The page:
September 29, 2020 Breaking News, Latest News, and Videos

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I enjoyed reading the article of Mr. Steven Hill, “E.U. Solution to U.S. Illegal Immigration.” However there are some comparisons that are almost in the area of science fiction and reveal partial ignorance.

Readers can read sentences like “the European Union admitted 10 new nations into their backyard. Like Mexico, all of these nations were poor, some of them fairly backward, corrupt and recently ravaged by war and communist dictatorship.”

None of these countries were ever so poor like Mexico; in fact they were always the so-called Second World.

Some of them have nuclear technology, some of them manufactured equipment which flew on Mir Space Station and other Soviet science projects for decades. Hungary has had the biggest bus manufacturer in the world with buses Ikarus from Thailand to Indiana, USA. These are just a few examples.

The statement that these countries were “ravaged by war” only makes me ask which war was that and when did it take place?

Apart from that, the thesis is quite well formed, for the EU tackles an array of issues better than the US (from immigration to the implementation of the Metric System).

Thank you for your attention,

Martin Raychev

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I am sitting here feeling personally insulted by the article on Ashes and Snow by Steve Stajich. I feel as if I have been told I have no artistic taste whatsoever because I happened to enjoy this exhibit. Yes, the high ceilings, the “art” suspended in air, the tranquil music…all of it. I have been to more galleries than I could begin to mention and at times I find the work breathtaking and sometimes I wonder how someone can call what they do “art” at all. However, one must always go into an exhibit with an open mind…and a respect for the way that particular artist sees the world. Isn’t that what it’s all about? Mr. Stajich was insulting, period. I wonder what purpose an editorial like that actually serves. Maybe he has crossed too far over that line of cynicism and can only see the negative? I find that sad. Ashes and Snow was the result of passion and hard work. It is what it is, not to be compared to anything else. To insult an exhibit like this one is to insult all those who thought it was so much more than Mr. Stajich was able to see.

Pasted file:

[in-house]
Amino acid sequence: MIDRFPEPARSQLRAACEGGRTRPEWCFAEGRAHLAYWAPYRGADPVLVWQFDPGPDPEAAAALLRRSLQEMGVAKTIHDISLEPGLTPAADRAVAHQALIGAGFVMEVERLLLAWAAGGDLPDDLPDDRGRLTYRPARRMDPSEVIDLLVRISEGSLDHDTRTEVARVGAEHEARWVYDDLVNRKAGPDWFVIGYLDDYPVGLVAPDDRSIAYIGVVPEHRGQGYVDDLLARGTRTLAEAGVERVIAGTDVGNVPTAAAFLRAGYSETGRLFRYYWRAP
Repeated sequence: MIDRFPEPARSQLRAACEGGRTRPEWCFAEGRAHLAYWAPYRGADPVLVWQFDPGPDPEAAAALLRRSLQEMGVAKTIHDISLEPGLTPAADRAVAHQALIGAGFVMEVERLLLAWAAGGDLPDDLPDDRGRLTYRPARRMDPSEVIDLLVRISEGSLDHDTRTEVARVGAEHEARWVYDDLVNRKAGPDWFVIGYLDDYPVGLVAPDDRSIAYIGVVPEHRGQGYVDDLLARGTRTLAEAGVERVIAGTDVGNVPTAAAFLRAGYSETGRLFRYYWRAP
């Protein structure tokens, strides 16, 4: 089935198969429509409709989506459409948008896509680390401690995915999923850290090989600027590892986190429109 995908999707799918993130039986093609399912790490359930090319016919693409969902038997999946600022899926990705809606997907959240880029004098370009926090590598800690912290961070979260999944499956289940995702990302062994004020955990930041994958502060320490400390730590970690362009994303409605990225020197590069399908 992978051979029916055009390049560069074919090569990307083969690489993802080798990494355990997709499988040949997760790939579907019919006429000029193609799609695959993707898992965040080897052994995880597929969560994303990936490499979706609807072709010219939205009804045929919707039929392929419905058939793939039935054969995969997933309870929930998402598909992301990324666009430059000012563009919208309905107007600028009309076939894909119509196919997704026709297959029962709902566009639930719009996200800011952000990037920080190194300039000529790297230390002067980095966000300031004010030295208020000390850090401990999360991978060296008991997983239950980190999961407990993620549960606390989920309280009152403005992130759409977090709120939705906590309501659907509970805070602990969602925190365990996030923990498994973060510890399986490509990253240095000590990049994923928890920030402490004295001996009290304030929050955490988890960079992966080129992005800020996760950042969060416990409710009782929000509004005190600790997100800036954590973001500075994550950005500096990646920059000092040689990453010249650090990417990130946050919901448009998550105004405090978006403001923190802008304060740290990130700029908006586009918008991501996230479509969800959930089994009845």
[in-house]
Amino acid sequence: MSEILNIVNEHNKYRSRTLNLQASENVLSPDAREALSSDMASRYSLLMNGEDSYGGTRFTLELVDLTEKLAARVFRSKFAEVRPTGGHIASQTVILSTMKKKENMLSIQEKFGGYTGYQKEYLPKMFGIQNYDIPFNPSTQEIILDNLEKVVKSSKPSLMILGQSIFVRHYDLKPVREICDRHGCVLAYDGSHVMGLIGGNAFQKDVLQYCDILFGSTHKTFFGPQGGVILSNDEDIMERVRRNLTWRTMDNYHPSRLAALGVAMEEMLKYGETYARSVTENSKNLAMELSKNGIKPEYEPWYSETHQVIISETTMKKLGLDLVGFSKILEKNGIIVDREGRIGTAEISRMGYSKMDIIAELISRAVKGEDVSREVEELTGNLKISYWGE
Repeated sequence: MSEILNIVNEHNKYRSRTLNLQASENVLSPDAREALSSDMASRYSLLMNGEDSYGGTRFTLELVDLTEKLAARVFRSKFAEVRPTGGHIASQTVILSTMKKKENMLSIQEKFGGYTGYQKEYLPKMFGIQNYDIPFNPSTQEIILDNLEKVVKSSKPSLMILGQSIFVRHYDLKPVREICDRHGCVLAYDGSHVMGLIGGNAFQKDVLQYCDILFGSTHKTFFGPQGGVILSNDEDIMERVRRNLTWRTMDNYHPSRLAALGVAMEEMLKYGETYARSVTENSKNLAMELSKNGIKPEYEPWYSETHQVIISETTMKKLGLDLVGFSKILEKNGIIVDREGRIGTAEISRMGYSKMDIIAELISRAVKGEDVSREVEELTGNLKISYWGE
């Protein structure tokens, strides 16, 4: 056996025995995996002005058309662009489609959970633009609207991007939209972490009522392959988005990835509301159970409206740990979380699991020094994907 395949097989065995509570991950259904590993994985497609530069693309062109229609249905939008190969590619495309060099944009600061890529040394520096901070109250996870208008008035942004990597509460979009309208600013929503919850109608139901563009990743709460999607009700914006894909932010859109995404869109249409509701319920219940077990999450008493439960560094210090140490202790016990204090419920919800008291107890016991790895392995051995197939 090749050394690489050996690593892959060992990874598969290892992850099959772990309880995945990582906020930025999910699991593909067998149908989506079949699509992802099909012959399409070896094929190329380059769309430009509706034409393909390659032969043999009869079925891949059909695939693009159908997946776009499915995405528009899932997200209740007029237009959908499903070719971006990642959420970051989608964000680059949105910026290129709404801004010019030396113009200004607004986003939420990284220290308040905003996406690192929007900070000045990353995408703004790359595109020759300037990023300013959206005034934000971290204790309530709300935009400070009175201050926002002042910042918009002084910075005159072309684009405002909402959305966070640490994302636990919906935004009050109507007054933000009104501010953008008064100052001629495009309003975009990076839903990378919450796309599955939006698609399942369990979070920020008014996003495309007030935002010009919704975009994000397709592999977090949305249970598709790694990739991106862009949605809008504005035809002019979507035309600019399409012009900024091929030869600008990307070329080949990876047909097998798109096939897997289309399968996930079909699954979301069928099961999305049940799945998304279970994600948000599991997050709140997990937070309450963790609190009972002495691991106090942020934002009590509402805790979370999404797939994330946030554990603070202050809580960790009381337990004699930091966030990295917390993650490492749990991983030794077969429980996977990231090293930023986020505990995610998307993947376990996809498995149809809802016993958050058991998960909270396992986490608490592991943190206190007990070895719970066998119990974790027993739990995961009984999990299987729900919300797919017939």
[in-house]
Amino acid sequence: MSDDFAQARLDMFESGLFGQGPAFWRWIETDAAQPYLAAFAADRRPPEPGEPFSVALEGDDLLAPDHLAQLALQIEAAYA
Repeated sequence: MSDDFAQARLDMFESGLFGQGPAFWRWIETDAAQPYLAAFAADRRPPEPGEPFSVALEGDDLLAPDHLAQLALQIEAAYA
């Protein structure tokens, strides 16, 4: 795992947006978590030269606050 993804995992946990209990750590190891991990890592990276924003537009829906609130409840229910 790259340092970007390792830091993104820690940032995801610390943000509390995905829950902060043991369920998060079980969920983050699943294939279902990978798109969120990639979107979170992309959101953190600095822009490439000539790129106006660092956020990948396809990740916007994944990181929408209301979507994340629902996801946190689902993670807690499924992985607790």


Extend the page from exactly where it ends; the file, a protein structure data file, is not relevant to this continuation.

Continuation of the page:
Thank you.

Nancy Wiggs

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Steve Stajich implies that Ashes and Snow and Bubba Gump epitomize the term “themed entertainment.” He draws an interesting parallel. What he forgot to comment on is that after Ashes packs up and leaves, we will have our coastal views, and some additional peace and quiet, restored.

We will continue, however, to have an expensive, non-locally operated, themed restaurant that has no reason to take up valuable space in our unique coastal zone, and even worse, a constant reminder that Santa Monica residents and visitors were deprived of a locally-operated restaurant, themed and tied to Route 66.

The Coastal Zone should not constantly be looked at as a money-making and people-attracting resource. Every square inch of Santa Monica doesn’t have to be a multi-purpose room.

David E. Moss

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Editor’s Note:

The Santa Monica Coalition for a Livable City has asked Santa Monica residents to write letters to the City employees who will be making decisions regarding a new traffic study. For the second week, the Mirror is publishing a sampling of the letters:

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After a nice spring break, Santa Monica Little League families returned to Memorial Park to discover that parking meters are being installed. The problems at this location are: 1) not enough field space and 2) not enough parking space. Parking meters will do nothing to help these problems. They will only increase frustration among parents, just another notch in the belt of our diminishing quality of life in Santa Monica. No tourists or businesses will be impacted, only families with children. The curse I wish on the bean-counter who came up with this idea is this: that he or she should be blessed with ten children, that they all play sports in Santa Monica, and that none of them have practices or games at the same time. Hope you don’t get a ticket!